• Racially motivated attacks on three Asian college students resulted in a confidential agreement between the victims and four attackers after months of mediation. Despite the voluntary nature of the settlement, a national civil rights organization complained about the secrecy of the process and the need for publicizing the consequences to deter similar behavior. Lancaster Online.com (December 20, 2009)

  • The mediation program instituted in 2008 for Montana grain shippers to resolve disputes over grain freight rates with BNSF Railway has been triggered by a signed complaint from a wheat producer. Under the program, the issues will be mediated within thirty days and, if not resolved, will then go to binding arbitration. Great Falls Tribune (November 24, 2009)

  • Louisiana is seeking mediation over the refusal of the U.S. Army Corps of Engineers to use the 60 million tons of sediment dredged from the lower Mississippi River each year to rebuild wetlands due to higher expense. The Coastal Zone Management Act permits a state to seek mediation if federal action is inconsistent with the state’s coastal management plan. Huffington Post (November 24, 2009); Nola.com (November 29, 2009)

  • Mediation is scheduled between the homeowners of two islands and a local government in Florida about where sand to be dredged from Destin harbor by the U.S. Army Corps of Engineers should be placed; both islands seek beach replenishment. Destin Log (December 18, 2009)

  • Biography


    Keith L. Seat is a full-time mediator and arbitrator who can effectively assist parties in resolving a wide range of telecommunications, antitrust and other commercial disputes. With over twenty years of legal experience as a mediator, arbitrator, litigator, advocate before executive branch agencies, and key staffer in the legislative and judicial branches, Mr. Seat brings a wealth of experience to his work as a mediator and arbitrator to help parties reach successful resolutions of complex disputes.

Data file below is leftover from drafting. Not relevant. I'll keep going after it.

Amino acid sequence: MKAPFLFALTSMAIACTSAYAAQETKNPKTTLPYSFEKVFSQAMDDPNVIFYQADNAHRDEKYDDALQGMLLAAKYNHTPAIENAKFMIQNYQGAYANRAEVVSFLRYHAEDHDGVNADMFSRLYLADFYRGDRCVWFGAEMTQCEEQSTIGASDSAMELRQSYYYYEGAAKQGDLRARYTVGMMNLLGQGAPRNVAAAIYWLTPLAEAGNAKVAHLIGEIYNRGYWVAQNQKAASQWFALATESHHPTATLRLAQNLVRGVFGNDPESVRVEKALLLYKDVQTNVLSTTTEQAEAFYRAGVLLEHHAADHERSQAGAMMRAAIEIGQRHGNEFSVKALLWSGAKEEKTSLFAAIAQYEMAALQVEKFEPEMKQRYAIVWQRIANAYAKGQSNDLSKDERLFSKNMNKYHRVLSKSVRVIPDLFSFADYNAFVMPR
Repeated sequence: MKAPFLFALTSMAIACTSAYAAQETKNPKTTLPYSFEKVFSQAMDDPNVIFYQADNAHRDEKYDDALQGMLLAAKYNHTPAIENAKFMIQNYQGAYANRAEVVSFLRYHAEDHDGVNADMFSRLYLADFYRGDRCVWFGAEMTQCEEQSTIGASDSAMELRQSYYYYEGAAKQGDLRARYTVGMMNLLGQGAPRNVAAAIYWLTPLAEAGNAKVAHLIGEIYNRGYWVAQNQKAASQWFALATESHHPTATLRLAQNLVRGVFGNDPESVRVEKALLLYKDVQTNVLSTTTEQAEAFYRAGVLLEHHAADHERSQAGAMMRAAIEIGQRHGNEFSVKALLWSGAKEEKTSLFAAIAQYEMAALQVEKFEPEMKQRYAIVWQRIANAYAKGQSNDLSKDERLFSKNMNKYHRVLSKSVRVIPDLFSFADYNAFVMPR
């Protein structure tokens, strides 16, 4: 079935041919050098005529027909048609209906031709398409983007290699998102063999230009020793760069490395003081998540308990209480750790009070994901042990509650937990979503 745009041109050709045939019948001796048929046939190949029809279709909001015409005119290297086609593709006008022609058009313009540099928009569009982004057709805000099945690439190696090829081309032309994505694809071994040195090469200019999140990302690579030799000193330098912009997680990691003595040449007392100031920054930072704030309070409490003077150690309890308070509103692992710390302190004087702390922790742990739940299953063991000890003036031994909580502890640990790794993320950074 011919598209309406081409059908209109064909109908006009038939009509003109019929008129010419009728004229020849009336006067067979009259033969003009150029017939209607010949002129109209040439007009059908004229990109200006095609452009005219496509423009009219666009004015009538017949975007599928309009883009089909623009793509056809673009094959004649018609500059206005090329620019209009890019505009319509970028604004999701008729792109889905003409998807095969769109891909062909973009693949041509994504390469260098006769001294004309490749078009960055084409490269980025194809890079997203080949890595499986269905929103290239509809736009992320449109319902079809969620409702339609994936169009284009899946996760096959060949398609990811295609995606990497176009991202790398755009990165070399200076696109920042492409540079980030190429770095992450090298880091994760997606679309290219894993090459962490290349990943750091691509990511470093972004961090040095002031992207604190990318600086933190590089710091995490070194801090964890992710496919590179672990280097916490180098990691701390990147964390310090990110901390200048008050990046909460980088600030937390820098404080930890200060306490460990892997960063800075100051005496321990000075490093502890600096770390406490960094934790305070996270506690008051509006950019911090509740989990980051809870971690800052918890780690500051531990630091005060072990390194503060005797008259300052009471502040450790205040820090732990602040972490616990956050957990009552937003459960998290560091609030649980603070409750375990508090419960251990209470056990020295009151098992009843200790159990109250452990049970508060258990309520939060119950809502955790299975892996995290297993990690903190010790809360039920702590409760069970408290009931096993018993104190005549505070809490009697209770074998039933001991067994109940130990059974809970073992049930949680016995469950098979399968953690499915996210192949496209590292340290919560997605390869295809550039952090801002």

Mr. Seat began his legal career in a federal clerkship with U.S. District Judge William H. Becker, and then litigated antitrust and commercial disputes for many years at a major Washington law firm, Howrey, Simon, Arnold & White, where he first worked on telecom and technology issues. In 1993, Mr. Seat was named General Counsel of the Antitrust, Business Rights and Competition Subcommittee of the U.S. Senate Judiciary Committee, where he served for four years, playing a significant role in the enactment of the Telecommunications Act of 1996. Returning to the private sector in 1997, Mr. Seat rounded out his experience with a senior in-house counsel position at MCI, one of the nation’s largest telecommunications firms. At MCI, he gained a first-hand appreciation for the important perspective brought to issues and disputes by in-house decision-makers. Mr. Seat also deepened his knowledge of telecom issues and gained experience addressing competition-related issues in the corporate setting, as well as helping resolve disputes among large organizations.